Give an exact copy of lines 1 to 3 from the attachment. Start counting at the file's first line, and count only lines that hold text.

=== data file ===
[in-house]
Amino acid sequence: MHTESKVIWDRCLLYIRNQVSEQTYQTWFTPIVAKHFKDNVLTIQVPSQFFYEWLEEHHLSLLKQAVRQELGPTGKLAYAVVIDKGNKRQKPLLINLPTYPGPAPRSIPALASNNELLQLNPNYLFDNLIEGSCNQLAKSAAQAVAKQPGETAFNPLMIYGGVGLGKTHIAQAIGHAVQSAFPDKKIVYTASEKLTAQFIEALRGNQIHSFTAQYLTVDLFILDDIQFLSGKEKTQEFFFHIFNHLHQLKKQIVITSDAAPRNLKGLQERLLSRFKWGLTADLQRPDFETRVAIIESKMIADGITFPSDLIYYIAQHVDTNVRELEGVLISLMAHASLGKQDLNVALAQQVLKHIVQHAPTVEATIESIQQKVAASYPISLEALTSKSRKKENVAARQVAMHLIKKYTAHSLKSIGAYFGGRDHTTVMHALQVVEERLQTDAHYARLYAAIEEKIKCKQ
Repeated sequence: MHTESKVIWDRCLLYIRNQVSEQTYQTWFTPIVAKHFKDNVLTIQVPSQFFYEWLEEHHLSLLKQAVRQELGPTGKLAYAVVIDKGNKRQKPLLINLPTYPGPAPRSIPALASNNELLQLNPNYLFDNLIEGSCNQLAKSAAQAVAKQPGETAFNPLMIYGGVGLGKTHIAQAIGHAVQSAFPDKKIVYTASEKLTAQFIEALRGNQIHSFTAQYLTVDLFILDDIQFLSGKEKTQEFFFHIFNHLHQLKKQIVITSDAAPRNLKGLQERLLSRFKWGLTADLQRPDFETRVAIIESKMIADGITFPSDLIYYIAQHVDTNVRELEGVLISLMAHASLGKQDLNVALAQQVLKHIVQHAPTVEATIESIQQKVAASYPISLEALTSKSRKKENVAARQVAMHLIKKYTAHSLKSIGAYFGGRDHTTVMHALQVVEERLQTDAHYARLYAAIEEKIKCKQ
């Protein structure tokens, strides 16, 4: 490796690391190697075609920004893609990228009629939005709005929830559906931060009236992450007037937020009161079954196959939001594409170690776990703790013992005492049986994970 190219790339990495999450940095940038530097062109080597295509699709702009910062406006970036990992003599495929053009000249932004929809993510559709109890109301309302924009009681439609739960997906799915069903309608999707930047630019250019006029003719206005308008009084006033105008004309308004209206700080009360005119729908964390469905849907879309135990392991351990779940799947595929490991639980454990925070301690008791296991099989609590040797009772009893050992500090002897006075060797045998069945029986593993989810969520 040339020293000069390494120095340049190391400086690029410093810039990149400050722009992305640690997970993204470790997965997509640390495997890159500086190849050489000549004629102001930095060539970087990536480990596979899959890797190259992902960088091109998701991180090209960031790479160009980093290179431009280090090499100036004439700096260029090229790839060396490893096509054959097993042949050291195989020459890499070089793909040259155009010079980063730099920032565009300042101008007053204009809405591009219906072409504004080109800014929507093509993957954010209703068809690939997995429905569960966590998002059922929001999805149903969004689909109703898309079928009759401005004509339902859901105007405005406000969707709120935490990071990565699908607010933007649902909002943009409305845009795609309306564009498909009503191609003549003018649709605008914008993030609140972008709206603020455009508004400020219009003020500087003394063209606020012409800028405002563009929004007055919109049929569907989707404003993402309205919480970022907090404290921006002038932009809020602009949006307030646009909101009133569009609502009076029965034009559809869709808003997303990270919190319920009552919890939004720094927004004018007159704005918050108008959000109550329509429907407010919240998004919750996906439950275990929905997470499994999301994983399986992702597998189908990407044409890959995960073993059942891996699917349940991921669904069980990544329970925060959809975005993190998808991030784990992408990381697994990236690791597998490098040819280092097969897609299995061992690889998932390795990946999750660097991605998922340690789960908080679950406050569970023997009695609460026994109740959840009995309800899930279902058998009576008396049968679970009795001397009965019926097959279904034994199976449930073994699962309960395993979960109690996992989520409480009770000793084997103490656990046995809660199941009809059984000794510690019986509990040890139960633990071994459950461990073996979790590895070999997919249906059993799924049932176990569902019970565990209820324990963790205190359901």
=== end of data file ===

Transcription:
[in-house]
Amino acid sequence: MHTESKVIWDRCLLYIRNQVSEQTYQTWFTPIVAKHFKDNVLTIQVPSQFFYEWLEEHHLSLLKQAVRQELGPTGKLAYAVVIDKGNKRQKPLLINLPTYPGPAPRSIPALASNNELLQLNPNYLFDNLIEGSCNQLAKSAAQAVAKQPGETAFNPLMIYGGVGLGKTHIAQAIGHAVQSAFPDKKIVYTASEKLTAQFIEALRGNQIHSFTAQYLTVDLFILDDIQFLSGKEKTQEFFFHIFNHLHQLKKQIVITSDAAPRNLKGLQERLLSRFKWGLTADLQRPDFETRVAIIESKMIADGITFPSDLIYYIAQHVDTNVRELEGVLISLMAHASLGKQDLNVALAQQVLKHIVQHAPTVEATIESIQQKVAASYPISLEALTSKSRKKENVAARQVAMHLIKKYTAHSLKSIGAYFGGRDHTTVMHALQVVEERLQTDAHYARLYAAIEEKIKCKQ
Repeated sequence: MHTESKVIWDRCLLYIRNQVSEQTYQTWFTPIVAKHFKDNVLTIQVPSQFFYEWLEEHHLSLLKQAVRQELGPTGKLAYAVVIDKGNKRQKPLLINLPTYPGPAPRSIPALASNNELLQLNPNYLFDNLIEGSCNQLAKSAAQAVAKQPGETAFNPLMIYGGVGLGKTHIAQAIGHAVQSAFPDKKIVYTASEKLTAQFIEALRGNQIHSFTAQYLTVDLFILDDIQFLSGKEKTQEFFFHIFNHLHQLKKQIVITSDAAPRNLKGLQERLLSRFKWGLTADLQRPDFETRVAIIESKMIADGITFPSDLIYYIAQHVDTNVRELEGVLISLMAHASLGKQDLNVALAQQVLKHIVQHAPTVEATIESIQQKVAASYPISLEALTSKSRKKENVAARQVAMHLIKKYTAHSLKSIGAYFGGRDHTTVMHALQVVEERLQTDAHYARLYAAIEEKIKCKQ